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Wednesday, May 7, 2014

Live from Arizona

Bec, Dawsen, and I are pretty much stuck here in Arizona until the adoption paperwork is approved by the State of California.

So in the meantime I've been exploring the local urban desert.  The trails are quite well used, since this section of desert is easily accessible to a little over 3 million people.  I haven't seen quite that many folks out on the trails, but you certainly aren't likely to die and get picked to nothing by buzzards before someone finds you.

The trails are rocky and loose, unlike the hard packed earth trails that cross the Bay Area hills.  Some of the way, the trails are several inches deep with large, jagged, flat stones - the size of a shoe and smaller - which crunch and shift as you plow through them.  Other areas are stepped with jagged rocks that make me wince at just the thought of taking a tumble.  The herds of cows that thrashed the soft Bay Area trails in the winter rains, adequately prepared my ankles and coordination for this little adventure.

I'm forced to stop and look around periodically to fully appreciate the grand beauty of the place, since so much time is spent looking intently at the trail, the overhanging spiny branches, and specifically the next place to put my foot down, and the next, and repeat.

Every bush has thorns, or in some instances - is simply one thorn arrayed with other smaller thorns.  With so many opportunities to completely thrash the skin off your shins and elbows, it's amazing I have successfully finished 5 hours of running over 3 routes with no more than a few scratches on my shoulders.

The distances are deceiving.  The mountains can look so close at times, and at other times, impossibly far away.  The first day, I decided to run to the top of the nearest peak and then head home, since it was soon to be dark.  I was at the top, down the other side and back to the condo far sooner than I had hoped - an hour run was cut short to 40 minutes for lack of adequate optimism. So the next run included that peak, and then the next one across the valley - a brilliant morning run that landed me back at the condo in perfect timing.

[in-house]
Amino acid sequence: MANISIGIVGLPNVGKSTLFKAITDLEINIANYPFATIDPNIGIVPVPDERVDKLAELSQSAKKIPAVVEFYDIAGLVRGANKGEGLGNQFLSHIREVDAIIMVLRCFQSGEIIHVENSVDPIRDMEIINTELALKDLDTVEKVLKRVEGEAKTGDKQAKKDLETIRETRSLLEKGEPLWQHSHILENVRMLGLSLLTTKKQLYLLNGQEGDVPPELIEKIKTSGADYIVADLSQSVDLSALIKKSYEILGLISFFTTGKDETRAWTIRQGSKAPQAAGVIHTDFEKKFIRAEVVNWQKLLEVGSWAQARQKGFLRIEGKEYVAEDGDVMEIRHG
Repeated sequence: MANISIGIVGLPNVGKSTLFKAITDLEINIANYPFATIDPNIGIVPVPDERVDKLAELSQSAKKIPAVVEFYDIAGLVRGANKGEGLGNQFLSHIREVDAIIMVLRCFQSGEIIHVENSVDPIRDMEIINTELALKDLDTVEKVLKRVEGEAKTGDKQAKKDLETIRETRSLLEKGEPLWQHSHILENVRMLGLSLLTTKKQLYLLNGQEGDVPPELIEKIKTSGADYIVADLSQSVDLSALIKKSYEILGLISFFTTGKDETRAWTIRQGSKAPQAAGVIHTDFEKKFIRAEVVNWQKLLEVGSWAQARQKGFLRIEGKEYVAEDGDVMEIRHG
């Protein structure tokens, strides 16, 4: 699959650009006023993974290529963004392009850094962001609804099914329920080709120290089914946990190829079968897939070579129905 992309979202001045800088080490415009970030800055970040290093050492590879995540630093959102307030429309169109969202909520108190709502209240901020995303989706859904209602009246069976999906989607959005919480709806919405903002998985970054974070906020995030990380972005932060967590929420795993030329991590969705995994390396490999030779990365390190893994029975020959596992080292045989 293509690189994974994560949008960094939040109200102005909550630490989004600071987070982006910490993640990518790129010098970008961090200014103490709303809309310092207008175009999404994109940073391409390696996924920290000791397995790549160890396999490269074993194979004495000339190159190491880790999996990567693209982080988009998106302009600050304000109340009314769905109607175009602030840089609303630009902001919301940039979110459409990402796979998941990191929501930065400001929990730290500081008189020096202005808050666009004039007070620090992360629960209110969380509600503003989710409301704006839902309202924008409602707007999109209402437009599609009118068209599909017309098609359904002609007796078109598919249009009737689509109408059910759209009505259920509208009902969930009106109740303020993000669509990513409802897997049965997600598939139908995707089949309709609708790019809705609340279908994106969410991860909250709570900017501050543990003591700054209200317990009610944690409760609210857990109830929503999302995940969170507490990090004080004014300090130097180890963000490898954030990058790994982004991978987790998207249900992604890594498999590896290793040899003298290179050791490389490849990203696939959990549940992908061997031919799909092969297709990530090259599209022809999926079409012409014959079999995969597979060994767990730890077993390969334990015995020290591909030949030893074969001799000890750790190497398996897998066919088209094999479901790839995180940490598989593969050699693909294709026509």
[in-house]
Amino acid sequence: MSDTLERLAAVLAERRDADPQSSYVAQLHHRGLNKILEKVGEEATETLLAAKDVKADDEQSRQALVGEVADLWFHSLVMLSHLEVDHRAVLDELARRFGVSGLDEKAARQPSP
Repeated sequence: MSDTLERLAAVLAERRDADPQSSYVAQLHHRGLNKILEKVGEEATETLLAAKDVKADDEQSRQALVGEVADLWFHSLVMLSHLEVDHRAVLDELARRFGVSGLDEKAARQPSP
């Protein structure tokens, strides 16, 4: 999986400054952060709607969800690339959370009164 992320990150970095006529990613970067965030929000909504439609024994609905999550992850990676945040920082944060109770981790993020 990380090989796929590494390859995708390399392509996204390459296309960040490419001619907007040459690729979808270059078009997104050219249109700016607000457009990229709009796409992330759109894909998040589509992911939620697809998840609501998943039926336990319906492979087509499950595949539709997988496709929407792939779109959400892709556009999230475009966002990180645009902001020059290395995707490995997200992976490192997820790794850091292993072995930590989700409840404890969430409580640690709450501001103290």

For my third foray into this urban desert I headed east, rather than west toward the now familiar mountains.  My goal was the mountain the locals refer to as "Squaw."  Here my optimism took full control.  I had made it just over half way to the base of the mountain, and due to my lack of familiarity with and lack of a portable map of the area, I had headed toward the wrong summit.  I chanced on a lady hiking who turned my attention from the nearby hill to the towering peak across the next valley.
     "That's what you're looking for," she said.  And then added, "Don't get lost - lots of people do," as I reversed my course to pick up the main trail again.

I crossed the valley, jogged through a tunnel under the highway, and soon arrived at a visitor center and a spiderweb of trails which circled, climbed, and in no apparent logical way crossed and re-crossed the mountain.  I was running out of time, as I could only be out for just over 2 hours, so I got directions to the top from several different hikers, each a variation on the same theme - It's still a long way away.

Looking east toward "Squaw"
Looking west from the foothills of "Squaw"
Both pictures were taken within 20 minutes of each other, with a stop for water and directions in between.  It's amazing how much ground you can cover in just a few minutes of running.

Having now approached the foothills of the mountain, I could no longer see the summit beyond the nearby peaks - bad for morale - and the impossibility of my objective was settling in, so I headed up to cross the first ridge and call it a turn around point.  I made it back to the condo in the allotted 2 hours, but I fell 3 miles and about 1000 vertical feet short of my objective.

If they don't hurry up and get us out of here and headed home, I'll be forced to go attempt Squaw one more time - this time with 3 hours free.